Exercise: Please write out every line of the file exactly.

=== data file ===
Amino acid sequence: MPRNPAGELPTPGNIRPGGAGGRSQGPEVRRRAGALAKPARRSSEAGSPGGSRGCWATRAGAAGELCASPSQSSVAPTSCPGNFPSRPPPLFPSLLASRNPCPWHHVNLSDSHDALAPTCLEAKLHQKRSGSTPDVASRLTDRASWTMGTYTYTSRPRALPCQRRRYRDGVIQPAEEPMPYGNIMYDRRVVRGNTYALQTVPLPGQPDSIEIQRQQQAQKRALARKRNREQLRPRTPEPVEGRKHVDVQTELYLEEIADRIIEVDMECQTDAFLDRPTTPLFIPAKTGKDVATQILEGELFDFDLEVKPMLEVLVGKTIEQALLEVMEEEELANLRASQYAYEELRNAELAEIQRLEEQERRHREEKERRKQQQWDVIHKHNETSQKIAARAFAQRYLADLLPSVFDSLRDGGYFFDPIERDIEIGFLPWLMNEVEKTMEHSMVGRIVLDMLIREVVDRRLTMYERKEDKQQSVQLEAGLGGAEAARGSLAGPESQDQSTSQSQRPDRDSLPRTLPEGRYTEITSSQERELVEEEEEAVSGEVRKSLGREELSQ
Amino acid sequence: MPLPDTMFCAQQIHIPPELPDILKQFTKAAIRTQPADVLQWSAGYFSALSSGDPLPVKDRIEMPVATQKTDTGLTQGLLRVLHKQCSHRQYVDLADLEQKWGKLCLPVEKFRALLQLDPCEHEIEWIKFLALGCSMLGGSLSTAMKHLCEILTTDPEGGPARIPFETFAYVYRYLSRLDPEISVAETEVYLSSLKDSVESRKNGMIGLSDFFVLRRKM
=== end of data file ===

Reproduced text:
Amino acid sequence: MPRNPAGELPTPGNIRPGGAGGRSQGPEVRRRAGALAKPARRSSEAGSPGGSRGCWATRAGAAGELCASPSQSSVAPTSCPGNFPSRPPPLFPSLLASRNPCPWHHVNLSDSHDALAPTCLEAKLHQKRSGSTPDVASRLTDRASWTMGTYTYTSRPRALPCQRRRYRDGVIQPAEEPMPYGNIMYDRRVVRGNTYALQTVPLPGQPDSIEIQRQQQAQKRALARKRNREQLRPRTPEPVEGRKHVDVQTELYLEEIADRIIEVDMECQTDAFLDRPTTPLFIPAKTGKDVATQILEGELFDFDLEVKPMLEVLVGKTIEQALLEVMEEEELANLRASQYAYEELRNAELAEIQRLEEQERRHREEKERRKQQQWDVIHKHNETSQKIAARAFAQRYLADLLPSVFDSLRDGGYFFDPIERDIEIGFLPWLMNEVEKTMEHSMVGRIVLDMLIREVVDRRLTMYERKEDKQQSVQLEAGLGGAEAARGSLAGPESQDQSTSQSQRPDRDSLPRTLPEGRYTEITSSQERELVEEEEEAVSGEVRKSLGREELSQ
Amino acid sequence: MPLPDTMFCAQQIHIPPELPDILKQFTKAAIRTQPADVLQWSAGYFSALSSGDPLPVKDRIEMPVATQKTDTGLTQGLLRVLHKQCSHRQYVDLADLEQKWGKLCLPVEKFRALLQLDPCEHEIEWIKFLALGCSMLGGSLSTAMKHLCEILTTDPEGGPARIPFETFAYVYRYLSRLDPEISVAETEVYLSSLKDSVESRKNGMIGLSDFFVLRRKM